Take notice above how our array that defined a parameter statement took three values: a field name, an operator, and a data type. This only applies to the first parameter statement. All subsequent parameter statements require four values.

These subsequent parameter statement arrays are right-shifted. The first value of the array defines the boolean relationship between this statement and the statement immediately preceding.

So back to the member ID range example: the parameter argument becomes the following:

    array('MemberID', Query::$OPER_GE, Query::$DTYPE_I),
    array(Query::$BOOL_AND, 'MemberID', Query::$OPER_LE, Query::$DTYPE_I)

Boolean relationships can be the following:

Query::$BOOL_AND -- And relationship to the statement preceding.
Query::$BOOL_OR -- Or relationship to the statement preceding.

So, in summary, every parameter array after the first parameter array must specify it's boolean relationship to the parameter immediately preceding it.

It is possible to have nested parameters, as well. How to achieve this is explained in further detail in the documentation.

Executing Select Queries

Writing our GetMemberByID function entails using the protected method MysqlFacet::lastSelectResult(&$select_result)

function GetMemberByID ($member_id) {

    $query = new SelectQuery(array('MemberID', 'MemberName'), 'MemberTable', null, null, array(array('MemberID', Query::$OPER_EQ, Query::$DTYPE_I)));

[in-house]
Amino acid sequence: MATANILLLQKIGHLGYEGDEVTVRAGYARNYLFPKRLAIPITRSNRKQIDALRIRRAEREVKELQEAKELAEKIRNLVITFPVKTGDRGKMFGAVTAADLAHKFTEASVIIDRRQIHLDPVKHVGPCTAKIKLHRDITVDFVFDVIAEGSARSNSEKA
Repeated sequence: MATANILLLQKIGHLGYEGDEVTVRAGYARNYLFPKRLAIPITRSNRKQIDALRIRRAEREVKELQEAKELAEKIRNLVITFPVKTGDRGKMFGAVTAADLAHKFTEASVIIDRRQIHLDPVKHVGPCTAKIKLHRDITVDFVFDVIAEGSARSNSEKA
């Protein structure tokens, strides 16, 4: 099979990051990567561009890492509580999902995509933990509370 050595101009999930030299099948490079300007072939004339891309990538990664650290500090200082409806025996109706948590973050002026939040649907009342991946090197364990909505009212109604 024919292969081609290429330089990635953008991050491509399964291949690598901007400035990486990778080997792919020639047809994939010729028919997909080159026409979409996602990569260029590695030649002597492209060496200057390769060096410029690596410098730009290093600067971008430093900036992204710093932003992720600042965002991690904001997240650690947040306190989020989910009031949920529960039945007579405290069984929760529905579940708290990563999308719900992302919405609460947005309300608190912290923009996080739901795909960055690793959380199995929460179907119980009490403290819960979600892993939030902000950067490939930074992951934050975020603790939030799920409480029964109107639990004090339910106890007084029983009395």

if (count($result_rows) > 0) {

        return $result_rows[0];

    } else {

        return null;


Results are returned as an array of row values, represented as associative arrays. Since in this example we can safely assume that there will only ever be zero or one matched rows (dictated by the design of our hypothetical schema), then we simply added some code that returns only the associative array if the user exists, or null to indicate that the user does not exist.

Update Queries

The UpdateQuery class is used for executing what would be a SQL Update statement on the database:

UpdateQuery::__construct ( $tablename, $updatefields, $parameters = null, $limits = false )

Like the SelectQuery, this class as well has a $parameters argument. It functions in exactly the same way.

The $updatefields argument works in the same way as the $insertfields argument in the InsertQuery class.

In our example system, we would use UpdateQuery in order to construct UpdateMemberName. Equivalent SQL code would be the following:

Update `MemberTable` set `MemberName` = ? where `MemberID` = ?

Using the UpdateQuery, our function would be structured as follows:

function UpdateMemberName ($member_id, $member_name) {